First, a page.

Despite these observations, the authors noted death rates remained similar throughout the study, ranging from 5.3 to 7.3 percent for in-hospital mortality and from 7.8 to 10.9 percent for one-year mortality. They attributed this to more STEMI patients presenting with comorbid heart failure as the study progressed, demonstrating that clinicians are increasingly performing PCI in more severe cases.
Notably, more patients had heart failure upon admission as the study progressed, but fewer developed in-hospital heart failure—either new-onset or persistent HF symptoms—immediately following PCI.
“The increasing frequency of patients with HF at admission imply that pPCI teams are now more willing to treat higher-risk patients and have, at the same time, been able to achieve shorter FTD times,” Chan and colleagues wrote. “Moreover, with the reduction of FTD, there was an increase in the proportion of patients presenting with acute HF whose HF status improved after admission, as well as a decrease in the proportion of patients with worsening HF status after admission, suggesting that reductions in FTD mitigate the risks of HF post-pPCI.”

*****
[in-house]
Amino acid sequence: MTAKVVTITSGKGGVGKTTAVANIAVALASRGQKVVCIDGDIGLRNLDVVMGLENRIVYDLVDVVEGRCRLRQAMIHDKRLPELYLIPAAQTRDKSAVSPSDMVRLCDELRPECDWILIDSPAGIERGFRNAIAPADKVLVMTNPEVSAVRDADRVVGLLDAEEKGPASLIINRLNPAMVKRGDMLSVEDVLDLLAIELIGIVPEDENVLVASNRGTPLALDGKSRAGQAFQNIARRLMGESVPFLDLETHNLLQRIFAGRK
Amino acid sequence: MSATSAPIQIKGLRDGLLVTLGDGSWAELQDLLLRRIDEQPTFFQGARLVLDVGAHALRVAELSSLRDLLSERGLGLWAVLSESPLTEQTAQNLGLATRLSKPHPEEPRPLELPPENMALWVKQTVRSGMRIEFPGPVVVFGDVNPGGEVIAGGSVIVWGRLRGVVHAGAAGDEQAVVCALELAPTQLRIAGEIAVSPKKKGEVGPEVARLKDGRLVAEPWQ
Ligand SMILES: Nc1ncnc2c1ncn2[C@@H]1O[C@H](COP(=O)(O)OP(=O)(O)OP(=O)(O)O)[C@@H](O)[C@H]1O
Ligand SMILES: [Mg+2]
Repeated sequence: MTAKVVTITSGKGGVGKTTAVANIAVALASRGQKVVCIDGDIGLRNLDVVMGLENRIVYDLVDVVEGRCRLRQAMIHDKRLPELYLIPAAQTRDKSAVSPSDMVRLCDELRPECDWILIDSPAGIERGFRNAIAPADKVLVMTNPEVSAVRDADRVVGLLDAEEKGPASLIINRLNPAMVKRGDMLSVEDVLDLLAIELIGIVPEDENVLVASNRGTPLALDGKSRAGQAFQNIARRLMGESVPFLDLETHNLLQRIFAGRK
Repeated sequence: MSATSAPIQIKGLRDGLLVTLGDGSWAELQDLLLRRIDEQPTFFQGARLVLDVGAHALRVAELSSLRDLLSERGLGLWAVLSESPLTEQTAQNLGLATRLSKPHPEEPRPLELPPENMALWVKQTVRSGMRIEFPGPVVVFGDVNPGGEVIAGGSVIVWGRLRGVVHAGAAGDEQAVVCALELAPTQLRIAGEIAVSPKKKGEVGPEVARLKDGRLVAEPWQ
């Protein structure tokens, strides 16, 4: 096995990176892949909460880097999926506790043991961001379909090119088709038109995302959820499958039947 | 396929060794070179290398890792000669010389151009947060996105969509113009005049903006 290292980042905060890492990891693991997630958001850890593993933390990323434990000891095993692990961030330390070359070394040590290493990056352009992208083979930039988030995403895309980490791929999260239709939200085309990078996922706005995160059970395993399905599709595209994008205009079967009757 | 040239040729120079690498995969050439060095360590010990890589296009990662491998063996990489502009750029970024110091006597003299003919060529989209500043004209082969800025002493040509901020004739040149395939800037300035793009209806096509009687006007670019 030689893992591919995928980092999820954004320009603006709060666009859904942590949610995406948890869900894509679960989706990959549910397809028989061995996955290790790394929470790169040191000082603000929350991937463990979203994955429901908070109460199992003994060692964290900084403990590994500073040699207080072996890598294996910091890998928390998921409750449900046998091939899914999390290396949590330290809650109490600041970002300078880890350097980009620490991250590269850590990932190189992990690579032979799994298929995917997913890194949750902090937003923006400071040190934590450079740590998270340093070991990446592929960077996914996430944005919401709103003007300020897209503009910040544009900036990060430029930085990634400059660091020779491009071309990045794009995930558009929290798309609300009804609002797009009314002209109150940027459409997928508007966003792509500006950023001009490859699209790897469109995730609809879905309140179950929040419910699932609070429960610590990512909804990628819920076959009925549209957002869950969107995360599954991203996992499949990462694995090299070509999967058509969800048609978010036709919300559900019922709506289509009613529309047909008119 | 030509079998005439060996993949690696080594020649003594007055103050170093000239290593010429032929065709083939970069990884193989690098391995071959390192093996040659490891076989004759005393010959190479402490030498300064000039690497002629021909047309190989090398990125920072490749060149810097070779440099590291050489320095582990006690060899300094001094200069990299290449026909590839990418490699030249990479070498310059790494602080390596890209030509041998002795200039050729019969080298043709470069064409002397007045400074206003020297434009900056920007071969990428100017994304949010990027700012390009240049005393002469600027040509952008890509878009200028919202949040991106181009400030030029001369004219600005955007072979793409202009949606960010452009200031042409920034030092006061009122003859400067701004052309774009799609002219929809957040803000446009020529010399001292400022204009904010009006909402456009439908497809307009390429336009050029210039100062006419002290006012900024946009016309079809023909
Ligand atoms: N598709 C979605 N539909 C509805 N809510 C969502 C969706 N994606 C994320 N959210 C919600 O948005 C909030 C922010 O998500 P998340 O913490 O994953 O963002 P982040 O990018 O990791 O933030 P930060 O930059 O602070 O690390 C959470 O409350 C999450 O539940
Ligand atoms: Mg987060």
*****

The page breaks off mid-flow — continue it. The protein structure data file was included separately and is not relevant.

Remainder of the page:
The authors noted analyses from other national databases also support an association between reperfusion time and mortality at six to 12 months.
“While none of these studies, including ours, can establish a causal link between FTD and late mortality because of their observational nature, they collectively represent data from four independent healthcare systems that support this epidemiological association,” they wrote. “Our study … reaffirmed that mortality benefits from a shortened FTD may not be demonstrated on a population level because of worsening risk profile, but this relationship is clearly demonstrated on the individual patient-specific level.”
Chan et al. said a major limitation of their study was the lack of information on postdischarge care (aside from medications at discharge), which likely influenced late readmission and mortality outcomes.